David Anziska, principal in the law firm representing the plaintiffs at New York Law and more than a dozen other law schools, said he was disappointed in Wednesday's decision but expressed optimism that the case will succeed on appeal. He also pledged to file 20 more suits against law schools by late May.
"We fully disagree with the judge’s decision and we can obviously appeal it," Anziska said. "We believe that ultimately the First Department Appellate Division will overturn it, and I would just reiterate that litigation is a long-term process and this is just one step in a long-term process."
Kyle McEntee, executive director of Law School Transparency, a policy organization working to reduce the cost of legal education, worries the court “missed the point.” While prospective law schools students are usually smart, McEntee said they don’t fit the court’s definition of a sophisticated consumer. That’s because the prevailing belief in this country is that a law degree prepares one for a lucrative career. Law School Transparency is not involved in the New York Law case or any other suits filed against law schools.
“This is not a sophisticated group, and though they tend to be very intelligent, for a long time it’s been this culturally imbedded view that law school is a ticket to financial security,” McEntee said. “It’s with this belief that prospective students read and interpret these employment statistics.”
Students at other law schools have made similar claims, and suits are pending at Thomas Jefferson School of Law and Thomas M. Cooley Law School. McEntee said the New York findings could be “instructive” in cases elsewhere, but that it shouldn’t determine the outcome of those suits because they are filed in different states with different laws.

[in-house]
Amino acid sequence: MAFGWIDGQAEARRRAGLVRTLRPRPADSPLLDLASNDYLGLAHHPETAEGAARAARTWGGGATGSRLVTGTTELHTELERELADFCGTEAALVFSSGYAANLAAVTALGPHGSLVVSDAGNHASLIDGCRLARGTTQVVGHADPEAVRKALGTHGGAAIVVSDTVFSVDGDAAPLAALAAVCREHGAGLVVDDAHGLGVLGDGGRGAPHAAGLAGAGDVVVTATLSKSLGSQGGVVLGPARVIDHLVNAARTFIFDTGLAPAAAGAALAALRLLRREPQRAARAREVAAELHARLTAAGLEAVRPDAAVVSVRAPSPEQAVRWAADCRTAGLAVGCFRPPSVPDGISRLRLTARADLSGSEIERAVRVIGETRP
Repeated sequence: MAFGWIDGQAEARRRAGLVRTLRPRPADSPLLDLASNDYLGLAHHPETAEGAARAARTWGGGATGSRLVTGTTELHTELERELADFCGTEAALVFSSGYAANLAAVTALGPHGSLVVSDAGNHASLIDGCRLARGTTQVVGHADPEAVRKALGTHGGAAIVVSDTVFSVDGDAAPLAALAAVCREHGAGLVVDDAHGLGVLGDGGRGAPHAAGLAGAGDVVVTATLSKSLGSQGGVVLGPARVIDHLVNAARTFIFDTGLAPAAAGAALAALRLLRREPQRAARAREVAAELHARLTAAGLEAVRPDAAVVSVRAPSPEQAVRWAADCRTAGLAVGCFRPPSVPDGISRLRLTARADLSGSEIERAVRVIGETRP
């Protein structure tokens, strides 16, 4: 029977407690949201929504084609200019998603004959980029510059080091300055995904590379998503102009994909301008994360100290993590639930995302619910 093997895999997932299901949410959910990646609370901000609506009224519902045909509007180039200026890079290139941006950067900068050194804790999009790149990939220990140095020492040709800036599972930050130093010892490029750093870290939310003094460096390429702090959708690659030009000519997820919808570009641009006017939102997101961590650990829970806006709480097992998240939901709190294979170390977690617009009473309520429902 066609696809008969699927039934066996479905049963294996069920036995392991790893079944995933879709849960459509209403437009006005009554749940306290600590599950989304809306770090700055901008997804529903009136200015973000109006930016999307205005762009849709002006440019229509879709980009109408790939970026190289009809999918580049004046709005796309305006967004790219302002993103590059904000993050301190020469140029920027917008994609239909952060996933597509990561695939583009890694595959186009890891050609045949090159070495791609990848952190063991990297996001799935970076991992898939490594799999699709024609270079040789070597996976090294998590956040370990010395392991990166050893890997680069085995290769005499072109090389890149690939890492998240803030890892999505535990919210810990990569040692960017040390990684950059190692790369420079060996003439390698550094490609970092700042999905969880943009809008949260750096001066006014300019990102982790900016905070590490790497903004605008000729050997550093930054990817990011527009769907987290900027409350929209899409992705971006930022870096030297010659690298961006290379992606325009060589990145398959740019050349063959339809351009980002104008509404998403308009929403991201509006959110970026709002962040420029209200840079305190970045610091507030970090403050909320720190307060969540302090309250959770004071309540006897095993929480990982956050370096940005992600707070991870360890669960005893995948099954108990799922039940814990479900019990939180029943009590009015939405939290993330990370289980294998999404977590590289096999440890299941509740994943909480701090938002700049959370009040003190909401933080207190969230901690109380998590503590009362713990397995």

If nothing else, he said, the attention given to the cases in New York and elsewhere have helped further the idea that students and their parents need to be more savvy consumers of legal education.
“They’ve brought the idea that schools aren’t being forthright to the front of discussion,” McEntee said.
New York Law issued a news release Wednesday praising the judgment and defending their practices.
"New York Law School works hard to communicate the realities of the legal job market to current and prospective students," the release said. "We will continue to provide an excellent legal education to our students, and to support our students and graduates as they embark on their professional careers."
Schweitzer acknowledged problems in the current structure of the legal profession and stressed the need to provide students with “the most transparent data of the state of our profession that we can possibly assemble so that they can make the most informed decisions that affect their livelihoods.” He added that suits like the one they dismissed might stress the need for that frank assessment of future lawyers’ career prospects.
“If lawsuits such as this have done nothing else, they have served to focus the attention of all constituents on this current problem facing the legal profession,” Schweitzer wrote. “To the extent law schools are turning out too many graduates for the positions available, market forces will begin to correct themselves, hopefully in short order. But that does not itself excuse our collective responsibility to those who have been unfortunate enough to have been caught in the midst of the maelstrom.”